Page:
Ann Marlowe Articles

Playing to Our Strengths

A visit to an Ohio-class submarine redesigned for counterterrorism
Dec 21, 2015

Key West

It's one thing to read debates about Navy budget decisions and the aging of our submarine fleet, and quite another to visit one of our 71 submarines and see what the fuss is about. This November, I spent 24 hours on the USS Georgia—one of four Ohio-class subs redesigned in 2004 for counterterrorism, with Tomahawk cruise missiles replacing nuclear warheads and some missile silos retrofitted as lockout chambers to allow Navy SEALs to exit in combat zones. I came away with a profound respect for the submarine culture.

Many of my expectations were wrong. Happily, I didn't feel claustrophobic for a minute.

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Why Read Trollope?

Fearsome productivity and equally fearsome artistry.
Oct 26, 2015

Anthony Trollope (1815-1882) may be the best-kept literary secret in English—a secret hiding in plain sight. His collected works take up a long bookshelf: 47 novels and 18 works of nonfiction. Once, most educated English and American households owned some of those volumes; today, there are still plenty of Trollope boxed sets in bookstores—probably because his works are in the public domain so publishers needn’t pay royalties—yet he is culturally almost invisible.

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An Afghan Tale

Reality and unreality at a Combat Outpost.
Jul 06, 2015

The Valley is marketed as a police procedural set in a remote American military outpost in Afghanistan, and it is a page-turner, all 448 of them. It’s also so cunningly constructed that I had to read it twice to be sure I understood everything that was going on—and there are still a few loose ends. But it’s also an ambitious, if reticent, novel about good and evil, friendship and leadership, courage and shame that mainly succeeds. 

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King John’s Verdict

The good, the bad, and Magna Carta.
May 18, 2015

In Ivanhoe, Prince John is thoroughly repugnant, displaying “a dissolute audacity, mingled with extreme haughtiness and indifference to the feelings of others,” as well as a “libertine disposition.” According to Stephen Church, Walter Scott’s character is “almost wholly a later concoction”—except, presumably, for the love of fine clothes and jewelry that Scott depicts and Church’s archival evidence proves. The reality revealed here is even rougher.  

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Libyans Plead for American Help

Midwifing democracy is not an Obama priority.
May 11, 2015

‘Why does the United States fight terror in Syria, Iraq, and Africa but not in Libya?” Idris al Magreibi, 40, a tall, lightly bearded member of Libya’s House of Representatives in Tobruk, was pacing the floor in the offices of the Libyan Mission to the United Nations as he raised the question. He spoke in Arabic, and a member of the mission served as interpreter.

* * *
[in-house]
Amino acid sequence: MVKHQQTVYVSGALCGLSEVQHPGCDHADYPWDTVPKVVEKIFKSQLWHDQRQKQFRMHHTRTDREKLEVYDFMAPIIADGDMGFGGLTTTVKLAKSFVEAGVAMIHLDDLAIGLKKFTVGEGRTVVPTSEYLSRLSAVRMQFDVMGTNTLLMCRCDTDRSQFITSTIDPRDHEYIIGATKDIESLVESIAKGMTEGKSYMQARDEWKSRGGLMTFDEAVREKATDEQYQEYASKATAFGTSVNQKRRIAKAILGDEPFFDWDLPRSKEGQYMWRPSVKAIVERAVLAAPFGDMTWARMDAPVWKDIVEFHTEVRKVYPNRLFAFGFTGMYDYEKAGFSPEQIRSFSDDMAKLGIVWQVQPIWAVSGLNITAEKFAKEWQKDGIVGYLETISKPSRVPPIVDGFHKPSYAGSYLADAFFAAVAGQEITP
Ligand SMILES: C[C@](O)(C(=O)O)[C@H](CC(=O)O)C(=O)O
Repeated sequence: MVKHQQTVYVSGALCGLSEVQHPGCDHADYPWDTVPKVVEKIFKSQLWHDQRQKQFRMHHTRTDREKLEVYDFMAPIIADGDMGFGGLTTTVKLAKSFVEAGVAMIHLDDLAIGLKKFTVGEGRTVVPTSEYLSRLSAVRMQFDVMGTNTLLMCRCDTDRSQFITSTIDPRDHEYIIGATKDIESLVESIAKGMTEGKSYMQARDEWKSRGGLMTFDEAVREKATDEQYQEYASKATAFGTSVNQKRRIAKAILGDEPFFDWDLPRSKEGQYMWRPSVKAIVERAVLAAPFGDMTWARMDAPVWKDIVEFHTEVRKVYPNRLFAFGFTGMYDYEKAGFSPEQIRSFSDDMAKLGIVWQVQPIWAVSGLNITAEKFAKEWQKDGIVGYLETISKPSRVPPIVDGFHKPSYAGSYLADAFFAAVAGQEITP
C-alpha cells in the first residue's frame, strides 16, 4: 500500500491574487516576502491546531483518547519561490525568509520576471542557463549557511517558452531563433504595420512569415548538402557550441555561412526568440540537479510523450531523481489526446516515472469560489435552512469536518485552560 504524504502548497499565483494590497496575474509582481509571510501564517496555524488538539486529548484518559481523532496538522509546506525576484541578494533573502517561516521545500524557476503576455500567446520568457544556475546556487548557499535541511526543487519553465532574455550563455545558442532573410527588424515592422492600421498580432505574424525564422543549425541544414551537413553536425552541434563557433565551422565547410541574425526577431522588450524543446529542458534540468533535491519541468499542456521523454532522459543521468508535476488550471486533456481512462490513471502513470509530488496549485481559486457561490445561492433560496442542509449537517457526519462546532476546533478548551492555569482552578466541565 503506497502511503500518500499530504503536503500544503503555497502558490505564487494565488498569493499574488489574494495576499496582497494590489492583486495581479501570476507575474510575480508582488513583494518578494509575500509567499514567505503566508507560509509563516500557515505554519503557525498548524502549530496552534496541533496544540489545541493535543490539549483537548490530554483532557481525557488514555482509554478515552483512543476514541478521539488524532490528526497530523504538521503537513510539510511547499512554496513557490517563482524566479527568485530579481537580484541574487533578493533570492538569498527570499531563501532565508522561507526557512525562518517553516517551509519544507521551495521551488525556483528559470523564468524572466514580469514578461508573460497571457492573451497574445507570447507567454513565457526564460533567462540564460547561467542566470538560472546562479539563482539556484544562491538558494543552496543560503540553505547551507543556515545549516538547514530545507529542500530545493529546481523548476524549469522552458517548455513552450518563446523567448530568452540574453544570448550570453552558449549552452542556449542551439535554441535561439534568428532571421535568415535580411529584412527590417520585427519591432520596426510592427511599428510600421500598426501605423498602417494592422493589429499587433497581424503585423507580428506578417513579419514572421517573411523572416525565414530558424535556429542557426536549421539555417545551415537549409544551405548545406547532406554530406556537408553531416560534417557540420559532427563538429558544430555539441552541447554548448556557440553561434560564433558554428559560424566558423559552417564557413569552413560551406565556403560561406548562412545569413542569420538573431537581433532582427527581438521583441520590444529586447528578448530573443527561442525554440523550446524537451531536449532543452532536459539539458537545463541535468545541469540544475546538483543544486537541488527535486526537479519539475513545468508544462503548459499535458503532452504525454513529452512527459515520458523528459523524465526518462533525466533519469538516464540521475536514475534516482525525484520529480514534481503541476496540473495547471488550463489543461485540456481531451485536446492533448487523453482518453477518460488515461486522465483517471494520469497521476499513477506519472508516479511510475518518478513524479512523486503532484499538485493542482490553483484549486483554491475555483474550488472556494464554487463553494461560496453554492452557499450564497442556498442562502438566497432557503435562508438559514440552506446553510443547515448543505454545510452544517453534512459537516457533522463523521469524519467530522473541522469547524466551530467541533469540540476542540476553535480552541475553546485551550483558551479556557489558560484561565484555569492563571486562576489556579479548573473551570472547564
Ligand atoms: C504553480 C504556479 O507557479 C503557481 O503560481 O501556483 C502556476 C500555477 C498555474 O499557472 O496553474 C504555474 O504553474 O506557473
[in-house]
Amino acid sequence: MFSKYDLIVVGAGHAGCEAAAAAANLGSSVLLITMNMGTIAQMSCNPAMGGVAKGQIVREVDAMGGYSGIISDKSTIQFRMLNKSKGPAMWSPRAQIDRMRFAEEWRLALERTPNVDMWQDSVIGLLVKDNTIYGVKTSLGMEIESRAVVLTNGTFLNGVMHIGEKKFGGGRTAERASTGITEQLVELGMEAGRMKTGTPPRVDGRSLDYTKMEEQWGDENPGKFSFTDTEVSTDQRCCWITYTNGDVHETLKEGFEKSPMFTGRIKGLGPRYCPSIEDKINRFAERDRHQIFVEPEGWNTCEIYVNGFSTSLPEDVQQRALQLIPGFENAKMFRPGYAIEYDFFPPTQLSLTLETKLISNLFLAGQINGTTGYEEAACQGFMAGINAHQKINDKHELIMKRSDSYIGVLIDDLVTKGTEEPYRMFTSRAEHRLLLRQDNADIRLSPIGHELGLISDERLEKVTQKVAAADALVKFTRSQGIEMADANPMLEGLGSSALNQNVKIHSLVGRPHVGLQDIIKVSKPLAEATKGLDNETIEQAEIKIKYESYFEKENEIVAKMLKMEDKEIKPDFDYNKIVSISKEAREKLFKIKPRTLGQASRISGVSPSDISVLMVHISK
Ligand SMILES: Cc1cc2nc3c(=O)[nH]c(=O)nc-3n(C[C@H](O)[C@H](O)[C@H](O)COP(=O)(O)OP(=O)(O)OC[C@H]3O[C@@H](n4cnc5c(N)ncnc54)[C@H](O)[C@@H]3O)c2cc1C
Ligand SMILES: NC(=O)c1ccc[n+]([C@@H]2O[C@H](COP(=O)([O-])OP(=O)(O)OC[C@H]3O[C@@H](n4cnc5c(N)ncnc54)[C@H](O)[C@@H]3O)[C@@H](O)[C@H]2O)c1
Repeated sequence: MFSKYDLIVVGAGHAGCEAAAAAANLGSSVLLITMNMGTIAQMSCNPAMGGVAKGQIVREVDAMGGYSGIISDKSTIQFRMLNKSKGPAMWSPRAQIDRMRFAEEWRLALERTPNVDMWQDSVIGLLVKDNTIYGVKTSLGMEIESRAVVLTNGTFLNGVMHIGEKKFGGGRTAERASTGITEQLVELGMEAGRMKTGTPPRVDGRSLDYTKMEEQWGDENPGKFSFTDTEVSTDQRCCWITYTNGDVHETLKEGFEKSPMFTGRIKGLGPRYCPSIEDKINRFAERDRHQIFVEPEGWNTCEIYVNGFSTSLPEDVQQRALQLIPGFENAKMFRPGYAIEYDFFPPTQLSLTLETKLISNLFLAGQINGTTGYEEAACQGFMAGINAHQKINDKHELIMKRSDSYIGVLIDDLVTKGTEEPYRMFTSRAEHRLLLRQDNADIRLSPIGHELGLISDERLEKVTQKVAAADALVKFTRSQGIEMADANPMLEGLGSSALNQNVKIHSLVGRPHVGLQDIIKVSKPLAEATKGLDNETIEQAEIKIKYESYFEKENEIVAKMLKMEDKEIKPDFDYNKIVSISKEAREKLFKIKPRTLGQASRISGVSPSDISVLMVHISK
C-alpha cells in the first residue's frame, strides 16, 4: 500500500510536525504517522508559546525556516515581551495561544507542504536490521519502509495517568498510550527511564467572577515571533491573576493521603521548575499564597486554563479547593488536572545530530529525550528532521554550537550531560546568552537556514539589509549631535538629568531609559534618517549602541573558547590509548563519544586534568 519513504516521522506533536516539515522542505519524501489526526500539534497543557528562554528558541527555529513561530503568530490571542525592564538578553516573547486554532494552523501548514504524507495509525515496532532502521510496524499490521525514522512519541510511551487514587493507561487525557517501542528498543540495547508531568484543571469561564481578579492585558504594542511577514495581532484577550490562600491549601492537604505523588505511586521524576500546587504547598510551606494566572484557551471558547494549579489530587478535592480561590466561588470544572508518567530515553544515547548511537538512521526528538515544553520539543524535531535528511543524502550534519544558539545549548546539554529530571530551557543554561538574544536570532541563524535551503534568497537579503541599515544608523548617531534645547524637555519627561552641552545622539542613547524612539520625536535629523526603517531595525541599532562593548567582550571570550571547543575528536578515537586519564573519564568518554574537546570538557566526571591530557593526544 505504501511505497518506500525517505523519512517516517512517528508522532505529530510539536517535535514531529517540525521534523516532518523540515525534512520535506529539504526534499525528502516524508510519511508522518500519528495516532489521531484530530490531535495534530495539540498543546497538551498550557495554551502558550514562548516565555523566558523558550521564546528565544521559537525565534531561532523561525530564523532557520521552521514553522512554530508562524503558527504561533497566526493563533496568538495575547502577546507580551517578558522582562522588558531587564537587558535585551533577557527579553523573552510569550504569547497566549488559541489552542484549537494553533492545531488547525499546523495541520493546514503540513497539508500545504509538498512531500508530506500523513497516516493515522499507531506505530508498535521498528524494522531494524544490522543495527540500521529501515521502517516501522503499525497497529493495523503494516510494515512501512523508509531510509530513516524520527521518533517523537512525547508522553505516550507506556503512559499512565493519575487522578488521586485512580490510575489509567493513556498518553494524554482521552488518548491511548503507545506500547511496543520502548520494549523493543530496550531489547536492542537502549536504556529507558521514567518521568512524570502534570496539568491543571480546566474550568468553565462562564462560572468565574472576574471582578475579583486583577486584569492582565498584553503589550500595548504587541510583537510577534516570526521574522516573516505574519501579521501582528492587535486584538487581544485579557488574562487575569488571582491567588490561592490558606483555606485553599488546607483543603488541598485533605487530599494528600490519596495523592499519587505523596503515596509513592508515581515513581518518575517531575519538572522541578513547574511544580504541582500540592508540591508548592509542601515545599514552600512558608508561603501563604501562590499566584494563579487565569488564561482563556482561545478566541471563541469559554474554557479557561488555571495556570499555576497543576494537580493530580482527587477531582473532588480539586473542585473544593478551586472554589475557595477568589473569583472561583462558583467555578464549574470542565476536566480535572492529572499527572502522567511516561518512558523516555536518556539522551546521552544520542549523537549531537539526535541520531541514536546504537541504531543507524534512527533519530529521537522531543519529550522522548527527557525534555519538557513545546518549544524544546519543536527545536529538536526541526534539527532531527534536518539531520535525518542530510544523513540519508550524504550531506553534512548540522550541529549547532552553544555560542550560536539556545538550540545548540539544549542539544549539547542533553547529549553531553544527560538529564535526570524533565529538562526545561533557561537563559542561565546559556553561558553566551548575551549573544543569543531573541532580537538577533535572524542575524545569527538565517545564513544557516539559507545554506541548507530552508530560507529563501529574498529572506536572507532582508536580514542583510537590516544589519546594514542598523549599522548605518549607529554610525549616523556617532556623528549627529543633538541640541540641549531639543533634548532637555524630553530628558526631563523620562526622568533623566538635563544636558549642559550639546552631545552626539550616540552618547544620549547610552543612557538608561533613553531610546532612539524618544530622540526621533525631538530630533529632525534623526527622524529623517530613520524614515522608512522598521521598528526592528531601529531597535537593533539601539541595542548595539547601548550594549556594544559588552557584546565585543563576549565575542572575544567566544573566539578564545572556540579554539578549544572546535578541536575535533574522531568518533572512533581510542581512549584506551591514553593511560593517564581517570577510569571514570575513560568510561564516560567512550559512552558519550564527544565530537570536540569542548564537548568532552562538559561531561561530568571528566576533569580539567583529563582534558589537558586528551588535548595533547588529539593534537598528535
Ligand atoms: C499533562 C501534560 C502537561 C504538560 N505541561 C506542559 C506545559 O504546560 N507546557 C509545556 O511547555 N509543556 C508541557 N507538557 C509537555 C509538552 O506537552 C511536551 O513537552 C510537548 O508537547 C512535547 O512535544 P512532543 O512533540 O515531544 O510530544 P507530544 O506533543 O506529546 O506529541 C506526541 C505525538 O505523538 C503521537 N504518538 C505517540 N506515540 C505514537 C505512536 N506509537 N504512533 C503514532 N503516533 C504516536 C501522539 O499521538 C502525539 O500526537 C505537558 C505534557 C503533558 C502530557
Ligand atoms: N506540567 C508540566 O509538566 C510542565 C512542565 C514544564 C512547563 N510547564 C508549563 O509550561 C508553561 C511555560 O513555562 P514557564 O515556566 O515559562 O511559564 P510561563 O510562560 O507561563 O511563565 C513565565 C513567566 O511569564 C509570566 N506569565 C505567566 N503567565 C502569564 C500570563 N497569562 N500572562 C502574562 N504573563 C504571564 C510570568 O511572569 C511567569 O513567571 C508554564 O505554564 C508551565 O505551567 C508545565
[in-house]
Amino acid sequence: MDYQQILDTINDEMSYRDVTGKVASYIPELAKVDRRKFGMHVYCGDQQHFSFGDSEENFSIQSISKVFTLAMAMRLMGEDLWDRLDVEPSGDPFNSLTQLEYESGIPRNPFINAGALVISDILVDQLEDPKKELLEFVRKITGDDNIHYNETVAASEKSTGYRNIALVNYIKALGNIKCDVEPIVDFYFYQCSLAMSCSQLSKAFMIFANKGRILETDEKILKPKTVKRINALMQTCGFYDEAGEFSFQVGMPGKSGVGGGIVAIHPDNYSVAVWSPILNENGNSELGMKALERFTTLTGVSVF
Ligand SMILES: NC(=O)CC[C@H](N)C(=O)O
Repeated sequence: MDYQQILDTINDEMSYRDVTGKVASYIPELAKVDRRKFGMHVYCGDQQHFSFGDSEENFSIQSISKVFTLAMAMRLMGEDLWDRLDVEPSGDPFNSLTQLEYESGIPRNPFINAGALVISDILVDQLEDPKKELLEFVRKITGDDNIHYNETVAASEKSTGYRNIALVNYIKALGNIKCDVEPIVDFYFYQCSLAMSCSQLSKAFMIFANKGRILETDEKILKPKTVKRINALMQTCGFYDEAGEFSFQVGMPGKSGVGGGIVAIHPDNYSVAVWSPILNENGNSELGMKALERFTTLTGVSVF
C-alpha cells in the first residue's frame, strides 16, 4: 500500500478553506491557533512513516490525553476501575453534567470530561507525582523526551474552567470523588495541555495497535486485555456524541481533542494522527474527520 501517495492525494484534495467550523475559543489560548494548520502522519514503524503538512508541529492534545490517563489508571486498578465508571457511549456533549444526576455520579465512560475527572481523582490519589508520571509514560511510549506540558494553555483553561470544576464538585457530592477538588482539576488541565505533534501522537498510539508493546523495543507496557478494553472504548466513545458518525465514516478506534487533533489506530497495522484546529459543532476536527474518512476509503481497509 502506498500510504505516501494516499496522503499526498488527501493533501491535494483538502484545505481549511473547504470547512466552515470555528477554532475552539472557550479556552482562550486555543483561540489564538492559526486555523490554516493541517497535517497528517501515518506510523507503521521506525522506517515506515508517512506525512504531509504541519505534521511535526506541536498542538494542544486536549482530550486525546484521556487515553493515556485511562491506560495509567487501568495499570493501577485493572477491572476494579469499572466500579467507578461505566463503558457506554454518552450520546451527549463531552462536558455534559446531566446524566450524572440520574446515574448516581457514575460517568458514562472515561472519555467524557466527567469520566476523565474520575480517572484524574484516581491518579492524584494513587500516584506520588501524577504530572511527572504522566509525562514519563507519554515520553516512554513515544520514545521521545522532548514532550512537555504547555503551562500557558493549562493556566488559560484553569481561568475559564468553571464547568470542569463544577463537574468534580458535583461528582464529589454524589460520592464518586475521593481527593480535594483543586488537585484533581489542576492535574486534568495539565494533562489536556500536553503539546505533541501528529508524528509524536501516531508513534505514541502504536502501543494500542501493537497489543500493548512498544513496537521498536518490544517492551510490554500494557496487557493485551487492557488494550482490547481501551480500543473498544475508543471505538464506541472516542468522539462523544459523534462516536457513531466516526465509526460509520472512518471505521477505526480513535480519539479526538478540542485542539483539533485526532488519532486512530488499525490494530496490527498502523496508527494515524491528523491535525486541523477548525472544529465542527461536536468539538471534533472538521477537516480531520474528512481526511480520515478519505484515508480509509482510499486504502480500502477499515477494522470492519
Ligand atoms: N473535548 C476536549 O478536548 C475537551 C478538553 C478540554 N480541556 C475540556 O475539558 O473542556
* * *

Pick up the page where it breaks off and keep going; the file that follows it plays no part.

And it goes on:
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A Baghdad Quartet

Translating the Iraq war into fiction
Feb 09, 2015

When I finished The Kills, it was not with the sense of the world made right, or understood rightly, that the traditional novel aspires to, nor with the contemporary recognition that the author and I—ironists both!—share a cynical disillusionment. It was with a profound sense of loss, even anger, at Richard House, as though he’d invited me to watch him cook an elaborate dinner and then thrown it in the trash unconsumed.

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Brain Drain

A tale of old minds in new bodies, and the meaning of consciousness.
Jun 02, 2014

I'm poor in everything but ironies, and to be truthful, I’ve forgotten what’s so good about irony in the first place. It’s just the resting state of the universe. .  .  . Irony is not order, but it gives a shape to things.

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House of Hope

The quest to save the vulnerable of Florence.
Nov 11, 2013

It’s become nearly dogmatic in academic history that the writer ought to focus as much as he can on the disenfranchised, the “marginalized,” to avoid “privileging” the viewpoints of the upper classes, of men, and of white people. And so anxious are the historians not to perpetuate injustice that there is little or no room for constructing a book that is also a work of art. Often the only pleasure for the reader is in cheering on the revelation of some forgotten unfairness, or the voices of some “oppressed” group—if that’s what rocks your boat.